2 lawmakers want 'no permit, no rally' law repealed

By Jess Diaz, The Philippine Star

Posted at May 11 2014 09:00 AM | Updated as of May 11 2014 05:00 PM

MANILA, Philippines - Two party-list congressmen have filed a bill seeking to repeal a Marcos-era law containing the government’s “no permit, no rally” policy.

Representatives Neri Colmenares and Carlos Zarate of Bayan Muna said their bill would scrap Batas Pambansa 880, enacted by the interim Batasan during the Marcos regime.

They said their proposal would “strengthen the right of the people to free expression, peaceably assemble and petition the government for redress of grievances.”

“More often than not, authorities invoke the ‘no permit, no rally’ rule to justify the dispersal of rallies. The Marcos-period law has been the convenient excuse for state forces to suppress otherwise peaceful demonstrations, effectively curtailing the basic constitutional rights to assembly, free speech and petition of government for redress of grievances,” they said.

The two said the repeal of the “Marcosian relic” law would ensure untrammeled exercise of civil rights.

“The bill’s underlying premise is basic: the constitutional rights of the people peaceably to assemble and petition the government for redress of grievances are essential and vital to the individual and the collective strength and stability of the nation,” they said.

Under the bill, no permit would be required for any person or persons to organize and hold a public assembly in a highway, boulevard, avenue, road, street, bridge or thoroughfare, park, plaza, square and or any open space of public ownership where people are allowed access.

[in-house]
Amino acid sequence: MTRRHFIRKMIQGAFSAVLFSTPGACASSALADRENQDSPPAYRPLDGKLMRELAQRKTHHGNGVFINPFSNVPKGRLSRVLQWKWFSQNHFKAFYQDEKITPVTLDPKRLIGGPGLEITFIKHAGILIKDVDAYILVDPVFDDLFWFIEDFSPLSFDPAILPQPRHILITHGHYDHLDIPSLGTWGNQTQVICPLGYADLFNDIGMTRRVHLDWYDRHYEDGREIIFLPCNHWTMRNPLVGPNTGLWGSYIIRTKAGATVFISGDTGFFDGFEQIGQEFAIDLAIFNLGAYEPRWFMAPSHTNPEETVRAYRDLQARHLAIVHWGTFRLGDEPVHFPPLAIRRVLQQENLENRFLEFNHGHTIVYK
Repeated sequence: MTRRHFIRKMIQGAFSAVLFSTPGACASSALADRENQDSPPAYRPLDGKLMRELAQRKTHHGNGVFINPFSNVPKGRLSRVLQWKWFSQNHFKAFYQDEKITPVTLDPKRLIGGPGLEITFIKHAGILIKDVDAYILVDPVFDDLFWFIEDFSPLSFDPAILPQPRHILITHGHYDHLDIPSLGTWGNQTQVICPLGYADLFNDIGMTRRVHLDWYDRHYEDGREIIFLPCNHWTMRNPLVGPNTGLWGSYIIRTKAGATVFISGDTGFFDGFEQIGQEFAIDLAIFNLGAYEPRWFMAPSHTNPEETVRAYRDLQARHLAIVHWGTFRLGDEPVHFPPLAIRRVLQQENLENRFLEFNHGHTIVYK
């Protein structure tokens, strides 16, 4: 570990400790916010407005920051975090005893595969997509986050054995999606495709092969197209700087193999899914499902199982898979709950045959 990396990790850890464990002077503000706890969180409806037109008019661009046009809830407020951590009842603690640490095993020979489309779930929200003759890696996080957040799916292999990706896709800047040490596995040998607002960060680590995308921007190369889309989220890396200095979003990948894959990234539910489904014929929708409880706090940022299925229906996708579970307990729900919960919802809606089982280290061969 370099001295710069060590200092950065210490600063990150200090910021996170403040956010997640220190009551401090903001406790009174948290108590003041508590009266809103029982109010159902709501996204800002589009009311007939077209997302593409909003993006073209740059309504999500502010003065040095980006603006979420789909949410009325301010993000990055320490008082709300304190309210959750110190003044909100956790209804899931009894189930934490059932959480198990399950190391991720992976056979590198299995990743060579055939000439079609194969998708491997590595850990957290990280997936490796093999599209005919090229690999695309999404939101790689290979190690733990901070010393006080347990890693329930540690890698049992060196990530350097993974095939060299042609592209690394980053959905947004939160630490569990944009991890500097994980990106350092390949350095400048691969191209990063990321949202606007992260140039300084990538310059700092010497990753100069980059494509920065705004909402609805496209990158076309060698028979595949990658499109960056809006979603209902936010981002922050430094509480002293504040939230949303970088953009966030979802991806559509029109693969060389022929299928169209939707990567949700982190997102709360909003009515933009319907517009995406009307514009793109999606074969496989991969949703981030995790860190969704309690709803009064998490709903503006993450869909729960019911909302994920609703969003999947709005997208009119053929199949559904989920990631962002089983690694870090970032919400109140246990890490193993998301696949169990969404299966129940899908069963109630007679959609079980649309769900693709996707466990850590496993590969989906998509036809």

However, the organizers and leaders of the public assembly must inform and coordinate with the mayor or local authority regarding the agenda and details of the assembly.

They would also have to police their own ranks to prevent non-demonstrators from disrupting the event and avert molestation by demonstrators of the people not participating in the public assembly.

The bill prohibits law enforcement authorities from interfering with the holding of a public assembly but mandates them to adequately ensure public safety by deploying personnel under the command of a responsible police officer.

The police contingent would be stationed at least 200 meters away from the area of the activity.

The measure also prohibits the dispersal of a public assembly unless it actually becomes violent. No person would be arrested or punished for participating in a peaceful rally.

Under the present law, organizers of a rally are required to obtain a prior permit from the mayor, who would designate a place where a public gathering would not impede vehicular traffic.

Policemen are authorized to disperse an assembly that is not covered by a permit.